There are now more Africans with access to a cellphone than to a clean toilet. Africa's globally plugged-in generation expects more of its leadership, and has access to instant information. Older African leaders ignore this political dynamic at their own risk.
Mary Knox Merrill/The Christian Science Monitor/File
Revolutions typically happen dramatically. One day, the shah of Iran is sitting pretty on his peacock throne, and the next, he is gone.
Revolutions have been happening all over the African continent and at fairly regular intervals. The stories are numerous of coups and countercoups, and it's not for no good reason that Africa has typically sat at the bottom of the political stability indices. Even here, though, there comes a point at which you cannot go any lower. It's called "oversold." The political stability index for Africa has bottomed out, in fact.
During the tumult, vast African populations were just bystanders. The State and its paraphernalia – or rebel militias – might descend on your district every few years but, otherwise, things went on as they had. There was a single TV station to tell you what happened, and the world went by.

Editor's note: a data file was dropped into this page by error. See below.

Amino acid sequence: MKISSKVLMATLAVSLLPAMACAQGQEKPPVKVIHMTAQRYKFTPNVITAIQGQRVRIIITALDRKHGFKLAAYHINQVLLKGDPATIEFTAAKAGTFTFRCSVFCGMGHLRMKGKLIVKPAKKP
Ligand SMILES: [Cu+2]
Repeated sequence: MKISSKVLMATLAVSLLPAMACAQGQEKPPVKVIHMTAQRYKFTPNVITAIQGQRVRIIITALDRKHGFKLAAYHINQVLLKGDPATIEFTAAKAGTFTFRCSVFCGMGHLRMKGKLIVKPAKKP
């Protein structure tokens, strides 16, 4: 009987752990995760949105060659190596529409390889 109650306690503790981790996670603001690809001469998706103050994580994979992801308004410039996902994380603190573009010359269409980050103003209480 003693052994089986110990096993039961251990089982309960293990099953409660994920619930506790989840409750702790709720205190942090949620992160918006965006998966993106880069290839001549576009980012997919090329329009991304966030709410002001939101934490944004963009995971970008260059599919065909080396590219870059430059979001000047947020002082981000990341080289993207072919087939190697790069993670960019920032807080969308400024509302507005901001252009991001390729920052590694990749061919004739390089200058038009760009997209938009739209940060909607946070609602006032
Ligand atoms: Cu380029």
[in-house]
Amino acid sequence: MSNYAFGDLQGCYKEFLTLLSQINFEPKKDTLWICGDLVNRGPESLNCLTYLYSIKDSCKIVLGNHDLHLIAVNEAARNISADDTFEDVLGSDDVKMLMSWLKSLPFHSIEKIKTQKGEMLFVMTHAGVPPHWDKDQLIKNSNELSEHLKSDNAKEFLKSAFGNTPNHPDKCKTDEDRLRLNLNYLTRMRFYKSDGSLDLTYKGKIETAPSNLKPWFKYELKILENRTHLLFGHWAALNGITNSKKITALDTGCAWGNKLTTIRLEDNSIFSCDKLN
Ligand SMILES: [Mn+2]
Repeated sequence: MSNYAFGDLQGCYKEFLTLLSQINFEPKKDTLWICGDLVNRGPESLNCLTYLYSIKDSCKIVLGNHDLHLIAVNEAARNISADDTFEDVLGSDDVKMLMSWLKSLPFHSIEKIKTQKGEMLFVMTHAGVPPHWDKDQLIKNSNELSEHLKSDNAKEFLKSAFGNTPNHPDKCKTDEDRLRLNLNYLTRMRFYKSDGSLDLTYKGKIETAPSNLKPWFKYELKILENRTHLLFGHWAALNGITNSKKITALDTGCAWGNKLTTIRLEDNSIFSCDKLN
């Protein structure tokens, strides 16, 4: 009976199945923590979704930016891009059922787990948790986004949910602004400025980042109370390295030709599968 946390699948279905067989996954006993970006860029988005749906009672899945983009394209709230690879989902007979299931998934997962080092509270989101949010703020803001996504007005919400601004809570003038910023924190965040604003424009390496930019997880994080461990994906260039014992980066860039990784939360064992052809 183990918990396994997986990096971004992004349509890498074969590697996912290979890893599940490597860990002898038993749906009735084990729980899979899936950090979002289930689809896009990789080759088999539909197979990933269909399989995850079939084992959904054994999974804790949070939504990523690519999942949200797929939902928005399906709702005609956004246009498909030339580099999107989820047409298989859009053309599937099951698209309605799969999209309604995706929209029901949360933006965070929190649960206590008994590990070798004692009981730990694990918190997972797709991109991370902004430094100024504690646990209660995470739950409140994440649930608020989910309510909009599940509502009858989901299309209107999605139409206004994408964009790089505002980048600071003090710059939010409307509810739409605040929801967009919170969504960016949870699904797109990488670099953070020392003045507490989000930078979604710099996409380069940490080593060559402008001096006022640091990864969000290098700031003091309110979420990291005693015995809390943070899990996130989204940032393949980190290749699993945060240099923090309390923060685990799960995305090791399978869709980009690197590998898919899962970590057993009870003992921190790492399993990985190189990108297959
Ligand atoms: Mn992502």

It was a little biblical, with nature prone to ravage the land and famine just one failed harvest away.
But that's changing, and mobile phones are the engine of that change.
This year, in most parts of Africa, statistically, there will be one mobile phone per adult. In Kenya, that equates to 20 million mobile phones where just ten years ago there were 15,000. It is an extraordinary curve when you plot it. More Africans have a mobile phone than access to a clean toilet.
The mobile phone has connected all these bystanders, to one another and now to the world.
The mobile phone was a Silver Bullet for Africa. It was the entry ticket for Africans to join the 21st century.